Blog: What I Learned at Entrepreneur Programme: It's all about Team, Market and Product
I joined - as an observer- the Astia Global Entrepreneur Program’s 2012 Summer Cohort, held in New York City. Twelve exceptional women-led ventures attended this weeklong intensive boot camp. On the third day, there were two panels in the morning. The first, Developing a blueprint for fundraising, with panelists from various investors, including DFJ Gotham and Edison Ventures. Great insights, which I want to share with you:
Investment in early stage companies: Team, Market, and Product
DFJ Gotham invests in early stage companies, versus Edison’s expansion stage investments, when companies have about $5-$20mm in annual revenues. Their perspectives were a helpful counterpoint, with one investor saying having very little information about revenues when investing, whereas others commenting that in their meetings “we spend only 30 seconds on Product, since the market is already proving it’s viable.”
The panel touched on the topics of Team, Market, and Product, and then some Q&A.
Regarding Team, one investor spoke about their very deep involvement, wanting to be “the first call the founder makes [outside the company] with really good or really bad news.”
Both emphasized the importance that there be something uniquely special about what the entrepreneur brings to table, other than the business idea.
All also cited a that one of the biggest risks is on execution, so it’s super helpful if the founding team has worked together already. In evaluating investments, relevant experience was also referenced as being extremely important.
In the second area, Market, an investor questioned whether a company’s offering is “need to have” versus “nice to have.”
“Is something a business or a feature?” There a point made to the risk that a dominant player could make a small change which would suddenly obviate the startup’s business.
The panelists diverged in investment focus, however. DFJ looks at enormous markets of $1b a year or more, but Edison will sometimes look at a firm that dominates a niche, even as small as a $200mm market, as there’s often less competition and possibly less capital required.
One of the investors then noted a frequent mistake entrepreneurs make in pitches, incorrectly referencing what the "addressable market" is, namely, what you could get in revenue if you had the entire market. I.e., how many units could be sold and what you think price is: units times price equals the addressable market.
Thus, statistics about the size of the “advertising market” or “healthcare market” aren’t as relevant unless the firm could capture all of it.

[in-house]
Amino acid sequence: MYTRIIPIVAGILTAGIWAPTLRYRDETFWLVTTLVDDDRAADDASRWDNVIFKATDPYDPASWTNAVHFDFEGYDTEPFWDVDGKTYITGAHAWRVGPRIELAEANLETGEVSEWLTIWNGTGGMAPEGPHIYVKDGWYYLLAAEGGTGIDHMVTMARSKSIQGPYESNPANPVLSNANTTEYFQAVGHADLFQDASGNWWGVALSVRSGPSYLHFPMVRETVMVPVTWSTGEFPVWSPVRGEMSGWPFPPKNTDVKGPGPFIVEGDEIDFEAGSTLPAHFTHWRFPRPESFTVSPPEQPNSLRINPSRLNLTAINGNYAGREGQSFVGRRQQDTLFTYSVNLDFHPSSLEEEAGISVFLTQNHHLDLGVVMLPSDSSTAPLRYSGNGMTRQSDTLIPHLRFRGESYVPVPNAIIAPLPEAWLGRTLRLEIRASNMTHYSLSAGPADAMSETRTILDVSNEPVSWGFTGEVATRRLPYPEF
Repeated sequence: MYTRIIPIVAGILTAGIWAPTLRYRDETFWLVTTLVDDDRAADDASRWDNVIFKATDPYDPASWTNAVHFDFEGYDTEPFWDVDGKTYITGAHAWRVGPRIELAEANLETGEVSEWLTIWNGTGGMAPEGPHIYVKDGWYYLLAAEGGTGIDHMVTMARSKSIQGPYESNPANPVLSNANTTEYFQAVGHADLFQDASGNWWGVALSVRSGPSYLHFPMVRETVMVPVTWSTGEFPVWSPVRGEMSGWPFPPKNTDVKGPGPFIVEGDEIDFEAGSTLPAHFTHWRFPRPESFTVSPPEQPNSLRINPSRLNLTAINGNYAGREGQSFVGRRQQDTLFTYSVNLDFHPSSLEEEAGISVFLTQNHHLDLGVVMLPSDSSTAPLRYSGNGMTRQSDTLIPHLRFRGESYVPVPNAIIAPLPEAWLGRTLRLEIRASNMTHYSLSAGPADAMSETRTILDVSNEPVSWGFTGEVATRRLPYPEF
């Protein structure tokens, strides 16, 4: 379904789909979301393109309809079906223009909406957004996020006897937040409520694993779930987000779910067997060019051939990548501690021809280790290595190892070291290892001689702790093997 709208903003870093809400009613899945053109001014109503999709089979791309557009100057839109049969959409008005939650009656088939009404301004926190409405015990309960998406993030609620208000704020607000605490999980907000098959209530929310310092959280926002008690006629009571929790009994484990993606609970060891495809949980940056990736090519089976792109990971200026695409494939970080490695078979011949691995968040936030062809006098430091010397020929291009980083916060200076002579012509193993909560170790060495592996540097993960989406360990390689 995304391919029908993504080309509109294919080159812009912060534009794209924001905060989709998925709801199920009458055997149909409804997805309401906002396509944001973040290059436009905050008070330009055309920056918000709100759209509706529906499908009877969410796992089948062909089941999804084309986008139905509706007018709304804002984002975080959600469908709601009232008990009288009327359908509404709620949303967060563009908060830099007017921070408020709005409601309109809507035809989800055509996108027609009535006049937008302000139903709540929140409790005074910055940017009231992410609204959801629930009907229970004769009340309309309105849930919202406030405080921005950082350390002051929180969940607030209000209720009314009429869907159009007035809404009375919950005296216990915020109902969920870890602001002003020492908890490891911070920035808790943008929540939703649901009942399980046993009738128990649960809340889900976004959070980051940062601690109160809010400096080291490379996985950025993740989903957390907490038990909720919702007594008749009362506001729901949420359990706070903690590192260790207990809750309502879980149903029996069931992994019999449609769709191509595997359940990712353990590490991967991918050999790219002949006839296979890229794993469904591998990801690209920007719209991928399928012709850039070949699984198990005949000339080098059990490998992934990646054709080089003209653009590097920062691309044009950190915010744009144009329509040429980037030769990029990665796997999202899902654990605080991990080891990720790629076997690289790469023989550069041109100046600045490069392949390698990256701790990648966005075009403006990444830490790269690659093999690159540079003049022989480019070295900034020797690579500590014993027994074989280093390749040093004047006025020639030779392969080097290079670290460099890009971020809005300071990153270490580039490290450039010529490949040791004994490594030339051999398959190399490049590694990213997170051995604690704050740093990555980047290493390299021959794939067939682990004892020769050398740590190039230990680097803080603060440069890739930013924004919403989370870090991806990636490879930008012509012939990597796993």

In the third section before the Q&A, the investors addressed entrepreneurs’ presentation of Product. They said that what might make a firm "unique" might not be the product’s feature comparison, but could instead be the delivery mechanism or market focus.
One investor looks at things like Net promoter score and retention metrics as a way of evaluating a firm’s product offering, saying ideally half its growth will come from existing customers. Meanwhile, there was also reference to the Lean Startup model, focusing on launching the product and then iterating.
In the Q&A, someone asked about valuations and ownership potential. it was advised to working backwards, determining what constitutes a success – what will the business sell for in five years. What's the return profile to the investor to make it worthwhile, etc.
Entrepreneurs think of fundraising as a matching process, not a sales process.
Finally, in this session and others, many people have stressed the importance of getting a good attorney who knows the startup scene and/or technology:)
Luke Haseloff is an entrepreneur who also works part-time doing “freelance business development” for tech startups; he joined the inaugural Astia Global Entrepreneur Program’s 2012 Summer Cohort, held on June 25-29, 2012 in New York City as an observer. Astia is a global non-profit accelerator with a mission to propel women-led high-growth ventures, and Astia’s tag line, “Where Women Innovators Succeed,” says it all.Twelve exceptional women-led ventures, carefully selected by the Astia community, will attend this weeklong intensive boot camp. After the Summer Cohort, the startups will be mentored for three months.
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